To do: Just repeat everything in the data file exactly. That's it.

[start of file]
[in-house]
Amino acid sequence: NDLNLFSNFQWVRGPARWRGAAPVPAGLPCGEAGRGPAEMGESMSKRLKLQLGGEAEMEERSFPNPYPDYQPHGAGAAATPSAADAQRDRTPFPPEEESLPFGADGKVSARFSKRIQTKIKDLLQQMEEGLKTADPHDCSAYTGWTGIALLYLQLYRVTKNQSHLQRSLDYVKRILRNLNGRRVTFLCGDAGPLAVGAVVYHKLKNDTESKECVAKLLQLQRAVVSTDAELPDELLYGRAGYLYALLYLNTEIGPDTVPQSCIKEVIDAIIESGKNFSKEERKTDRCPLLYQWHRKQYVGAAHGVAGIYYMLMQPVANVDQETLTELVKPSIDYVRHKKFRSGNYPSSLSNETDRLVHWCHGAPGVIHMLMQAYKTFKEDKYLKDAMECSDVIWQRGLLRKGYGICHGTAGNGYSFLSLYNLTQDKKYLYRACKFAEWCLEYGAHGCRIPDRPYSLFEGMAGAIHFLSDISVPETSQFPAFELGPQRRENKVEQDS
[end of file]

[in-house]
Amino acid sequence: NDLNLFSNFQWVRGPARWRGAAPVPAGLPCGEAGRGPAEMGESMSKRLKLQLGGEAEMEERSFPNPYPDYQPHGAGAAATPSAADAQRDRTPFPPEEESLPFGADGKVSARFSKRIQTKIKDLLQQMEEGLKTADPHDCSAYTGWTGIALLYLQLYRVTKNQSHLQRSLDYVKRILRNLNGRRVTFLCGDAGPLAVGAVVYHKLKNDTESKECVAKLLQLQRAVVSTDAELPDELLYGRAGYLYALLYLNTEIGPDTVPQSCIKEVIDAIIESGKNFSKEERKTDRCPLLYQWHRKQYVGAAHGVAGIYYMLMQPVANVDQETLTELVKPSIDYVRHKKFRSGNYPSSLSNETDRLVHWCHGAPGVIHMLMQAYKTFKEDKYLKDAMECSDVIWQRGLLRKGYGICHGTAGNGYSFLSLYNLTQDKKYLYRACKFAEWCLEYGAHGCRIPDRPYSLFEGMAGAIHFLSDISVPETSQFPAFELGPQRRENKVEQDS